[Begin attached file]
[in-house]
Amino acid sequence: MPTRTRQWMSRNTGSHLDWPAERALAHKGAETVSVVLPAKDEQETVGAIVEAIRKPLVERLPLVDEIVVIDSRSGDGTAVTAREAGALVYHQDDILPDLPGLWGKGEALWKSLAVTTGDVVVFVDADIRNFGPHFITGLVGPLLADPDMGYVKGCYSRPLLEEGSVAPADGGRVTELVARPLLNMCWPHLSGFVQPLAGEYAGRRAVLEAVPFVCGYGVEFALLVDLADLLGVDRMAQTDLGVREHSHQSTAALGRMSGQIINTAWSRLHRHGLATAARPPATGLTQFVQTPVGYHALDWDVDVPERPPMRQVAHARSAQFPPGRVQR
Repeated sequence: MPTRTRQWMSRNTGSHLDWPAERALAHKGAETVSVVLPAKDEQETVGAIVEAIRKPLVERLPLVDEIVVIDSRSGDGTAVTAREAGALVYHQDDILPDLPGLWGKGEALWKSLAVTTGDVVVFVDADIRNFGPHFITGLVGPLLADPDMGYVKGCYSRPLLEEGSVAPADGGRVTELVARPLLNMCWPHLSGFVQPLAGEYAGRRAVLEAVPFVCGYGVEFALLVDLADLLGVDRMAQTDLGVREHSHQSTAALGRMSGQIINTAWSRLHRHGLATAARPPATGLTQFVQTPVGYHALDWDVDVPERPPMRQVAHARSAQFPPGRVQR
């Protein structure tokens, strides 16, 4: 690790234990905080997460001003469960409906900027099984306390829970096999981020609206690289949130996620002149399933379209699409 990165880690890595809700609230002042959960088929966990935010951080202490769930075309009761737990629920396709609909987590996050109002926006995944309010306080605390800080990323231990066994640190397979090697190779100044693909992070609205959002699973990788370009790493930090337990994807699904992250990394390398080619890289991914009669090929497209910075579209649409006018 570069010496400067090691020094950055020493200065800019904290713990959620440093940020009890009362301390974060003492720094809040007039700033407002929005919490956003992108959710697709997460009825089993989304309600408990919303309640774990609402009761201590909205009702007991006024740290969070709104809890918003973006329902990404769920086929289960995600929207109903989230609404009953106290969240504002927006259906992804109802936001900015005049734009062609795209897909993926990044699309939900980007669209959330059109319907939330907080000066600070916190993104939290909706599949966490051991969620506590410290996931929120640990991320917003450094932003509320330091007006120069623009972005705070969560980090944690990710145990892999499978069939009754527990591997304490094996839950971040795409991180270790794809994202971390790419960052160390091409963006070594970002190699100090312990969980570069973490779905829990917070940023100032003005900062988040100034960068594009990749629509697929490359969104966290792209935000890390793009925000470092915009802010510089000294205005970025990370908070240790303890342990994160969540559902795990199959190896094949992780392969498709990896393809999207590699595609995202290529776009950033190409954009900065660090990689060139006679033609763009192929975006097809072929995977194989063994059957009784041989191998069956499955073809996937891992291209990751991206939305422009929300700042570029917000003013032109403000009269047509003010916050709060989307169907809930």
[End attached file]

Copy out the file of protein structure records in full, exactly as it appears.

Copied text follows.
[in-house]
Amino acid sequence: MPTRTRQWMSRNTGSHLDWPAERALAHKGAETVSVVLPAKDEQETVGAIVEAIRKPLVERLPLVDEIVVIDSRSGDGTAVTAREAGALVYHQDDILPDLPGLWGKGEALWKSLAVTTGDVVVFVDADIRNFGPHFITGLVGPLLADPDMGYVKGCYSRPLLEEGSVAPADGGRVTELVARPLLNMCWPHLSGFVQPLAGEYAGRRAVLEAVPFVCGYGVEFALLVDLADLLGVDRMAQTDLGVREHSHQSTAALGRMSGQIINTAWSRLHRHGLATAARPPATGLTQFVQTPVGYHALDWDVDVPERPPMRQVAHARSAQFPPGRVQR
Repeated sequence: MPTRTRQWMSRNTGSHLDWPAERALAHKGAETVSVVLPAKDEQETVGAIVEAIRKPLVERLPLVDEIVVIDSRSGDGTAVTAREAGALVYHQDDILPDLPGLWGKGEALWKSLAVTTGDVVVFVDADIRNFGPHFITGLVGPLLADPDMGYVKGCYSRPLLEEGSVAPADGGRVTELVARPLLNMCWPHLSGFVQPLAGEYAGRRAVLEAVPFVCGYGVEFALLVDLADLLGVDRMAQTDLGVREHSHQSTAALGRMSGQIINTAWSRLHRHGLATAARPPATGLTQFVQTPVGYHALDWDVDVPERPPMRQVAHARSAQFPPGRVQR
């Protein structure tokens, strides 16, 4: 690790234990905080997460001003469960409906900027099984306390829970096999981020609206690289949130996620002149399933379209699409 990165880690890595809700609230002042959960088929966990935010951080202490769930075309009761737990629920396709609909987590996050109002926006995944309010306080605390800080990323231990066994640190397979090697190779100044693909992070609205959002699973990788370009790493930090337990994807699904992250990394390398080619890289991914009669090929497209910075579209649409006018 570069010496400067090691020094950055020493200065800019904290713990959620440093940020009890009362301390974060003492720094809040007039700033407002929005919490956003992108959710697709997460009825089993989304309600408990919303309640774990609402009761201590909205009702007991006024740290969070709104809890918003973006329902990404769920086929289960995600929207109903989230609404009953106290969240504002927006259906992804109802936001900015005049734009062609795209897909993926990044699309939900980007669209959330059109319907939330907080000066600070916190993104939290909706599949966490051991969620506590410290996931929120640990991320917003450094932003509320330091007006120069623009972005705070969560980090944690990710145990892999499978069939009754527990591997304490094996839950971040795409991180270790794809994202971390790419960052160390091409963006070594970002190699100090312990969980570069973490779905829990917070940023100032003005900062988040100034960068594009990749629509697929490359969104966290792209935000890390793009925000470092915009802010510089000294205005970025990370908070240790303890342990994160969540559902795990199959190896094949992780392969498709990896393809999207590699595609995202290529776009950033190409954009900065660090990689060139006679033609763009192929975006097809072929995977194989063994059957009784041989191998069956499955073809996937891992291209990751991206939305422009929300700042570029917000003013032109403000009269047509003010916050709060989307169907809930």